The ruffles were about 4 inches apart, and I marked out the location of each one by drawing a line around the skirt with a blue fabric pencil. I had to make an approximate length ruffle, then pin the ruffle to itself to close the circle, then pin it to the dress, then mark where it should meet, take it back off, sew it together, hem it, and sew it to the dress. You think that sounds hard? The last 3 rows were progressively longer, yet the same length in front as the upper ruffles, so a gradual change in length on each side as it went towards the back, and at that point I had to start using algebra. Yeah, the thing from high school that I thought I’d never use. I had to base each cut on the previous cut, and I ended up using that equation where you figure out the height of the building based on the shadow of the tree next to it and then I went crazy. I had to set the dress aside several times and just let my brain get back to me on it. Sometimes creative problems have to be solved that way. You try and you try, and then you sleep on it and you wake up in the morning with a solution, or at least a plan that you can try out. My sister Lisa did explain to me that this couture dress I was copying was carefully hand sewn by experts, who have time, experience and resources (and grunt-workers). They probably made entire dresses and then scrapped them and started over, before getting the ones they wanted. She was never skeptical about my ability to make it, because she’s seen some of the crazy tedious projects I’ve taken on, but she want me to understand that it was a ha-yuuuuge project. I did start it far enough in advance of the wedding that I could switch to a plan B if the dress was turning out awful. Plan B: any white dress from Forever 21.
SO, the next thing I needed to do was texture the bodice. This is where the organza came in. I cut this on the diagonal because this is non-stretch fabric, and I needed it to have a very slight stretch in order for it to hug the dress form as it came around the sides. Lisa said this is called ‘cutting on the bias”. I made several strips of the Crepe Satin and Organza at about 18 inches long, 4 inches wide -just long enough to extend past the edges of both sides when it’s on a 30 degree angle. Each strip was ironed right before it was used, and then folded in half. I did a few test runs to make sure the fabric was going to look right:
After the test run, I decided I should make longer strips so that they reached each side. I then took it back apart, pinned the front liner of the bodice to the dress form and hand sewed the bodice liner to the skirt of the dress, keeping the side seams open so that they could be sewn together after the texturing was applied. Meaning: the front of the dress was not sewn to the back of the dress until way later. I Then started layering the bodice. I had to start over a few times, because I really wanted to lay down the two different fabrics in a random order, and that proves to be challenging after a while. Some pattern always starts to develop, and any repeats in the layering order started to make it look factory made and prom-dressy. I had to hand sew each strip, one strip at a time, putting the stitch as high up as possible so that it would always be hidden.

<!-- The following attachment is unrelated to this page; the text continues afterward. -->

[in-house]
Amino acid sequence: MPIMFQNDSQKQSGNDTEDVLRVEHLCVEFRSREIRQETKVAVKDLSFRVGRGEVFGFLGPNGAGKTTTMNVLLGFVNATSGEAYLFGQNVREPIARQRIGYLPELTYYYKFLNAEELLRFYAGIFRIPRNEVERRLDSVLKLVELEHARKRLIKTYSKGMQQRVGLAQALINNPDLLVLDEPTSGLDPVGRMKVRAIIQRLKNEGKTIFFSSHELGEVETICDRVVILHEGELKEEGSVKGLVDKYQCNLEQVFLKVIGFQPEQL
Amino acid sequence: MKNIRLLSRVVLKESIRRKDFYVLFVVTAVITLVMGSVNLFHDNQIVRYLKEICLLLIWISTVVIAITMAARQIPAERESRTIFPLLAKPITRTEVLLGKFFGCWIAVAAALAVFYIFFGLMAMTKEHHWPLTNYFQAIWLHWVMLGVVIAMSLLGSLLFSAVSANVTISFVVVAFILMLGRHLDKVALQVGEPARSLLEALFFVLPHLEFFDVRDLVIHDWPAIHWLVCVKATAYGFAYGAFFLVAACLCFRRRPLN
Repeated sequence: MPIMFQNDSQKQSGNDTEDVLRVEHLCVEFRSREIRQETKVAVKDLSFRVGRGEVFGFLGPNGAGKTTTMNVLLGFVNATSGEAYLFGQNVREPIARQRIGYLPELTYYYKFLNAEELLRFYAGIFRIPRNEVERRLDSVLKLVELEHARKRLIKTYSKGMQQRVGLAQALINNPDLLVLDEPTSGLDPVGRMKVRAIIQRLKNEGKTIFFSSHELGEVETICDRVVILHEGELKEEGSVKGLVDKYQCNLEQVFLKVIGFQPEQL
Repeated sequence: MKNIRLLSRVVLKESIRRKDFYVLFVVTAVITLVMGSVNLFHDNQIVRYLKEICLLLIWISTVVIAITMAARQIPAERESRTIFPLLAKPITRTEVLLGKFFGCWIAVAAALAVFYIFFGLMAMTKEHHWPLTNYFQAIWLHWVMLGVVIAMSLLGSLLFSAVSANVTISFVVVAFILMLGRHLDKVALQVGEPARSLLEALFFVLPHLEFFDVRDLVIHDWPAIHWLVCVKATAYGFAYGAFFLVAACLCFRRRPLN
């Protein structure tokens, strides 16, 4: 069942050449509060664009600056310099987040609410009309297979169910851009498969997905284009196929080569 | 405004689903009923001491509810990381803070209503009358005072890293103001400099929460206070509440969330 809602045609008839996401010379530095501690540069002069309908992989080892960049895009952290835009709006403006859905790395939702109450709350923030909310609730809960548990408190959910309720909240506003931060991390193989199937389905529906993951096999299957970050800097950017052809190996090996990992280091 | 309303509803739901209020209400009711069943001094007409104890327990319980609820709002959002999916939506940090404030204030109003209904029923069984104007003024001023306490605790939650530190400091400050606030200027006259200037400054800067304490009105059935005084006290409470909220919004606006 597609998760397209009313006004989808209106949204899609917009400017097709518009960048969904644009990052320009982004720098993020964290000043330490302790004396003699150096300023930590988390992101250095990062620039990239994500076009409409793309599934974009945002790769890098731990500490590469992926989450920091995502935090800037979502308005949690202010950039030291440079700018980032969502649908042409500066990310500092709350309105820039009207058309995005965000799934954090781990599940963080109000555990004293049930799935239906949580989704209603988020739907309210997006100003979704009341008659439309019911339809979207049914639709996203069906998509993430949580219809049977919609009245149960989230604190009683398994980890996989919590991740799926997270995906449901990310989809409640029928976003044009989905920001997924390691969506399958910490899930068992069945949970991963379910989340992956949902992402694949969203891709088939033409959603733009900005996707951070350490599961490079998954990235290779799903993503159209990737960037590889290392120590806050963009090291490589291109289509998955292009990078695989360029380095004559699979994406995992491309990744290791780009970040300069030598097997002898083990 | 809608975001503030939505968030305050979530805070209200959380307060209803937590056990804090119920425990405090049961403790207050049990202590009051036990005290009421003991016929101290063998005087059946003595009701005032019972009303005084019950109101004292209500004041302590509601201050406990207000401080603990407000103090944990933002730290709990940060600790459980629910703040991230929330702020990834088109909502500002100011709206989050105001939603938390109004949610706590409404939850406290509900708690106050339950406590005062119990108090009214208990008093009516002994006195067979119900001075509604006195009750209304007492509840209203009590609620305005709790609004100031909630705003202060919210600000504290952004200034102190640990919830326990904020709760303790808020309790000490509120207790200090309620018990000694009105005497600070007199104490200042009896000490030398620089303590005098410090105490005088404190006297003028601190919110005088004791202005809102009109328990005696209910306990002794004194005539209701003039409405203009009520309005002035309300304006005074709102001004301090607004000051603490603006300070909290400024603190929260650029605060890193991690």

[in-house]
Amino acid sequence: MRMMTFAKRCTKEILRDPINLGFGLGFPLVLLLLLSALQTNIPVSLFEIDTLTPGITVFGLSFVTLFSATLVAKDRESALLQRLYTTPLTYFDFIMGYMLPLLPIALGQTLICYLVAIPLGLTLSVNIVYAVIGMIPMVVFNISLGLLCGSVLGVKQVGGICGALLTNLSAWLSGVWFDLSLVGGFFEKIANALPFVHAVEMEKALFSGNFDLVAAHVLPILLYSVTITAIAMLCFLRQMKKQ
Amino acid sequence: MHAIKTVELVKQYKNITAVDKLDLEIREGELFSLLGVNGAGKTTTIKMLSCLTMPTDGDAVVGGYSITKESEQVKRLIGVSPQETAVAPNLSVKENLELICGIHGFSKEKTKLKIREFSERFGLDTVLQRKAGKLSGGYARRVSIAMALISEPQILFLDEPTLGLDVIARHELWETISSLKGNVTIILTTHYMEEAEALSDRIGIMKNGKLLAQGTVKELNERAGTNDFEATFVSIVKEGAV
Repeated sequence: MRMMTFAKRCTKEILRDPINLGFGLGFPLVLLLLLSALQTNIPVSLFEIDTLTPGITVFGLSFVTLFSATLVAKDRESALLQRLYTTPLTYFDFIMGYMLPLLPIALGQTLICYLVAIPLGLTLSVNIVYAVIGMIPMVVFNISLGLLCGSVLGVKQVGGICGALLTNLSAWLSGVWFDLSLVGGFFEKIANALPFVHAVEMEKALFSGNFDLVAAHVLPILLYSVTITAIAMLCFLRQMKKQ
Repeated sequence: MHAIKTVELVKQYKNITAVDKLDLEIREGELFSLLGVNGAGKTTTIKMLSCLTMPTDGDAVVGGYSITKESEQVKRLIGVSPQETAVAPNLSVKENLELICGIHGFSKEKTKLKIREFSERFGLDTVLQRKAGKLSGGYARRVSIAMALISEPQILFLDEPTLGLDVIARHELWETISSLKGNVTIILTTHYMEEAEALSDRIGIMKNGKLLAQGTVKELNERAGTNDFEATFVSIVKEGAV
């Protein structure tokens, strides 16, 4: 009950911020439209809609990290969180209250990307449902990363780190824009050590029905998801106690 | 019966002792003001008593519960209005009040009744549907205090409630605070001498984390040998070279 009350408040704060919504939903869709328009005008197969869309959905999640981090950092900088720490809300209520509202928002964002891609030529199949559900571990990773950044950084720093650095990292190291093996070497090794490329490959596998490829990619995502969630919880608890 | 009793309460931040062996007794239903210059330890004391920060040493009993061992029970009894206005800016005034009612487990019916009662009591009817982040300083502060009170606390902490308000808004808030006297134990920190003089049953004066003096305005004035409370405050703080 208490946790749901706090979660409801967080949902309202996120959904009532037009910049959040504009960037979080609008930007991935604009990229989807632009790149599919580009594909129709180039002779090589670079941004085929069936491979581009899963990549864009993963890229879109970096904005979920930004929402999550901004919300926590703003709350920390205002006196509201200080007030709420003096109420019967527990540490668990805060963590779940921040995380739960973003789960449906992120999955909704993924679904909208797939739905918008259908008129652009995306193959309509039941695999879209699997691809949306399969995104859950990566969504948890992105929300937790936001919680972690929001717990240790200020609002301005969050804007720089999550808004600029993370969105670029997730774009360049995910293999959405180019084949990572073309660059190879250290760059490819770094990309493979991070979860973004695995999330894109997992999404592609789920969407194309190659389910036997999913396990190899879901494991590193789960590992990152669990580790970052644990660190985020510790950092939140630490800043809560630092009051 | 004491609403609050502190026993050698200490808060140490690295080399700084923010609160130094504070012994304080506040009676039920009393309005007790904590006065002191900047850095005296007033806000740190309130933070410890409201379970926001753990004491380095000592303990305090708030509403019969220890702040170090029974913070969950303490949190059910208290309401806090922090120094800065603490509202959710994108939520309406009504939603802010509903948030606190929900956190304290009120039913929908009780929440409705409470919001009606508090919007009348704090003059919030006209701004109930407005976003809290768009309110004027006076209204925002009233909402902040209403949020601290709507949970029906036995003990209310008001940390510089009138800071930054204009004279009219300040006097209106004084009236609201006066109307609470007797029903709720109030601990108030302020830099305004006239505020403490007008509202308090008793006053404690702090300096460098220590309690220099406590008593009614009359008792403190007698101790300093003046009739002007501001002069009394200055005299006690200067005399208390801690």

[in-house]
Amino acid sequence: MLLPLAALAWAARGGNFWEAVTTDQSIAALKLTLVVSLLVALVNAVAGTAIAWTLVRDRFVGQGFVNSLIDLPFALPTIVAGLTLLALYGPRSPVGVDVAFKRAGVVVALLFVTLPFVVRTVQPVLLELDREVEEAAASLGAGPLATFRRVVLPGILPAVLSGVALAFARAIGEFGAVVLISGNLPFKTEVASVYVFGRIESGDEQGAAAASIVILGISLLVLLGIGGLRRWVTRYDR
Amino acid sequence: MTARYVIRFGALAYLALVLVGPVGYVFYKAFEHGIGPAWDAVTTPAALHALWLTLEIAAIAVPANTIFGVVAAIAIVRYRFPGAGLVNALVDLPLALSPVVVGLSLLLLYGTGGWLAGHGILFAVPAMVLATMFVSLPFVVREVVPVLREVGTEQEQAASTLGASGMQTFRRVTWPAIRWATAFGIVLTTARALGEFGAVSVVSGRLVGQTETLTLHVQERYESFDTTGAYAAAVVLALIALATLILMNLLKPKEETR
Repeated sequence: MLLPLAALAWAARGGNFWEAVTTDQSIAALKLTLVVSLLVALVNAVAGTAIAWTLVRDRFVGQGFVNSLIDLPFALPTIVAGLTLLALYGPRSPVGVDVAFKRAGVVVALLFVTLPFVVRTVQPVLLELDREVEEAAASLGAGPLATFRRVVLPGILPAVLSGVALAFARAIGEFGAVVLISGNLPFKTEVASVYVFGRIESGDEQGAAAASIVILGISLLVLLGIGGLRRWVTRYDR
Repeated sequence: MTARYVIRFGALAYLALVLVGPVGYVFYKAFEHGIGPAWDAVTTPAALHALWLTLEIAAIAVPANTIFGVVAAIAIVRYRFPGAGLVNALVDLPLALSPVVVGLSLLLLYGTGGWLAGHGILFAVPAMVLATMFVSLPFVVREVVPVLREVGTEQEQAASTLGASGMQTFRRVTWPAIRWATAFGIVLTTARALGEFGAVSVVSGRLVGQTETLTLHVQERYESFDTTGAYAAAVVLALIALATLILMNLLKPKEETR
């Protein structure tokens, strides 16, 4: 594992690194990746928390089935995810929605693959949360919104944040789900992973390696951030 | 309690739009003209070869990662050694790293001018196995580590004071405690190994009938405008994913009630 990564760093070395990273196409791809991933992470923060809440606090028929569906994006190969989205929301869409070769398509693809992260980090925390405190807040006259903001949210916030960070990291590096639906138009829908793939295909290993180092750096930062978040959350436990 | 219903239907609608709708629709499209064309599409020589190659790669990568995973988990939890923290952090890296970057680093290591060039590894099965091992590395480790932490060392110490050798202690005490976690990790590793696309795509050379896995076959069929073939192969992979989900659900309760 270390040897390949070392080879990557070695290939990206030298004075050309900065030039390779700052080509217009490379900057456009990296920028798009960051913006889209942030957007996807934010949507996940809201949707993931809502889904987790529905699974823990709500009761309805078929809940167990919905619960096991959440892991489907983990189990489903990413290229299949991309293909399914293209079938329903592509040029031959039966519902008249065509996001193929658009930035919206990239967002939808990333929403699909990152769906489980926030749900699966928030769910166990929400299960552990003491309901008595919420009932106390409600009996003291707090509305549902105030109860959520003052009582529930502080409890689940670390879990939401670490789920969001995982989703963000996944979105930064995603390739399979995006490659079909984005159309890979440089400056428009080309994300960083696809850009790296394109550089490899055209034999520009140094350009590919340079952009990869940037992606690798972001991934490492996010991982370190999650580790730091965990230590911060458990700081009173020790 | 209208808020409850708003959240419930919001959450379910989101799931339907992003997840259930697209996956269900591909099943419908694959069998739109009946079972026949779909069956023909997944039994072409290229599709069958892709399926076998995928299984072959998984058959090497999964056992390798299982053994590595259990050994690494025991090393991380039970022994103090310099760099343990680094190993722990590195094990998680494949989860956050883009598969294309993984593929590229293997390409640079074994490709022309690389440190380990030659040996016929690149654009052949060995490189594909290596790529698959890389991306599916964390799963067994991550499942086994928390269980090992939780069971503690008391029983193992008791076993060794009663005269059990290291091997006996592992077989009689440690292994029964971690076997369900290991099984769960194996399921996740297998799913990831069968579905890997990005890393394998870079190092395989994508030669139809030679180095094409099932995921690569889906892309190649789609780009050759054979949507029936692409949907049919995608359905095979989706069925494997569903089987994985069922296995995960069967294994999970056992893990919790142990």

This process took another couple of days 😦 But at least I could start seeing the light at the end of the tunnel! I repeated the process with the back of the dress.
When I’d made all the adjustments and was ready to sew the sides together, I took the whole thing to my sisters’ houses. First my sister Asia helped me make sure all the pieces were sewn down and weren’t going to move. Then we added a layer of crepe satin to the bustier, so that if the top of the dress was going to be at all see-through (and it was) then all that would show through was more white satin.
After that, I took the whole thing to my other sister, Lisa’s, house. I was afraid to sew it together inside out because the organza and crepe folds on the bust might become askew in the process. I was stumped. Lisa, who has been sewing her whole life and also took tailoring classes, explained to me how important basting is. so we ran some basting stitches down each side before sewing them together. The zipper was added to the side that would have the rosette, and when the zipper was sewn down tight, we took out the basting. This took 3 whole days and many bloody fingertips. Lisa put her life on hold for 3 days and just sewed with me. Note: when you prick your finger, stop and walk away. It’s a white dress and you don’t want a disaster on your hands.
The final part was creating a rosette out of the top ruffle just over my left hip, and then tacking the top part of the ruffles so that they didn’t just look like tiers of curtains on top of each other. We put the dress back on the form to do this.
And….. done! I was lucky enough to have Steph at Stephfowlerphotography.com as my wedding photographer. She’s an amazing photographer and has also been one of my closest friends since we were fifteen, so I am double lucky. But more about that on my wedding post.
My brother’s girlfriend, Melissa, took some great Instagram pics that day, too, so they will be sprinkled throughout my wedding album.
I’ll be back soon with my wedding post!